Hurricane Harvey and Gas Prices: What is Price Gouging?

September 7th, 2017 by 

Hurricane Harvey made landfall in Texas last Wednesday, dumping more than forty inches of rain on much of Southern Texas. Our hearts go out to those affected by the disaster and recommend donating to the Houston Food bank. In the aftermath of Harvey, we have seen great displays of courage and compassion as the humanitarian response has been overwhelmingly positive. One story that caught my eye, on the other hand, was news of a store mistakenly selling a case of water for $42. Understandably, the social media response was extremely negative, the company apologized and the pricing was reversed. It was clearly a breach of customer trust: how come the oil industry gets away with it easier?

Burning that Gasoline

Houston is an integral hub of the modern oil production and distribution network. Many refineries are located in the Houston area and oil distribution to much of the Atlantic coast has been interrupted. With this major hiccup in its production, gasoline prices have understandably increased around the US.

Prices have risen $0.35 nationwide since Hurricane Harvey

Gas prices nationwide have increased ~15% since Hurricane Harvey. Daily gasoline consumption is around 400MM barrels a day, this past week has cost American consumers an extra billion dollars. Considering this is a major portion of many Americans' budgets, this is a nationwide paycut while we wait for the production to increase back to normal levels.

Why Isn't Increasing Gas Prices 'Price Gouging'?

The rules of supply and demand allow the price of a good to always settle where both the producer and consumer find the cost worthwhile. The producer always wants a higher price, the consumer always wants a lower price. When a price is artificially capped, however, then shortages generally arise. Tenants with rent control generally have worse maintenance. In 2015, Maker's Mark whiskey ran into a shortage because they refused to raise price for some reason. Price is just a natural way to counteract either an over- or under-supply.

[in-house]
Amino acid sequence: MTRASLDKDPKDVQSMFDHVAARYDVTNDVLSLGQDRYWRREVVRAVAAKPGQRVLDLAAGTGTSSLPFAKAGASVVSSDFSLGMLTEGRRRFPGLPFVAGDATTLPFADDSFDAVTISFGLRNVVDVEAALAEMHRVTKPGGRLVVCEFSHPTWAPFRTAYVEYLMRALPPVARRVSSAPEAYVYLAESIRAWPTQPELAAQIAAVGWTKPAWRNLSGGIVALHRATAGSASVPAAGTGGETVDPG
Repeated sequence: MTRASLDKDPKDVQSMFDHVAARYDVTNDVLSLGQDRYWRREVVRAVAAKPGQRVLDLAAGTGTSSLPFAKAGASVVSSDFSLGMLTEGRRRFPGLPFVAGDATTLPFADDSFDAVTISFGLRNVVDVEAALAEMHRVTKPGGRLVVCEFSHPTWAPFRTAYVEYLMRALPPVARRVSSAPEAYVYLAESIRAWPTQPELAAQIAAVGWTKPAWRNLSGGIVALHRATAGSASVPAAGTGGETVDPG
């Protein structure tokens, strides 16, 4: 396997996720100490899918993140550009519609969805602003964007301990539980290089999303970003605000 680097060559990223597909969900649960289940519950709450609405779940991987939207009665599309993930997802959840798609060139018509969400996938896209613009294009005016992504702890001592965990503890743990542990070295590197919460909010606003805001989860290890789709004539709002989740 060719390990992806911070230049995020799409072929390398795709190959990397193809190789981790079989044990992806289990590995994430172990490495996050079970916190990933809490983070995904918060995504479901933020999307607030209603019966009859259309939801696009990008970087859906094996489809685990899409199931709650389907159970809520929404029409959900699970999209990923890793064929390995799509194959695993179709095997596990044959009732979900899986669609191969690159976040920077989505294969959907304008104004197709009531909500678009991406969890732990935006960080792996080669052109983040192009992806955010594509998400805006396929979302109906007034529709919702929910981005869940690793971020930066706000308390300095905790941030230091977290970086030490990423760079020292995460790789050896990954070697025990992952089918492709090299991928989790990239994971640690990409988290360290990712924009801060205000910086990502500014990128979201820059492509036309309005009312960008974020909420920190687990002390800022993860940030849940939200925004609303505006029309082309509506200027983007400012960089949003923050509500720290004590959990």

I find it very interesting why there is not an ethical outrage at the gasoline price increases but there is over the pack of water (or for life-saving medicine). Food, shelter and medicine are mandatory for survival but gasoline is pretty close for many Americans as well. Perhaps it is just the intent: there is nothing that happened besides disaster to increase the price of water. There is something that happened besides disaster to increase the price of gasoline: the shutdown of a few refineries and the hiccup in the distribution network. Perhaps the distinction is grey but one thing for certain is that oil companies would take any excuse to raise prices if they could.


Cameron Daniels


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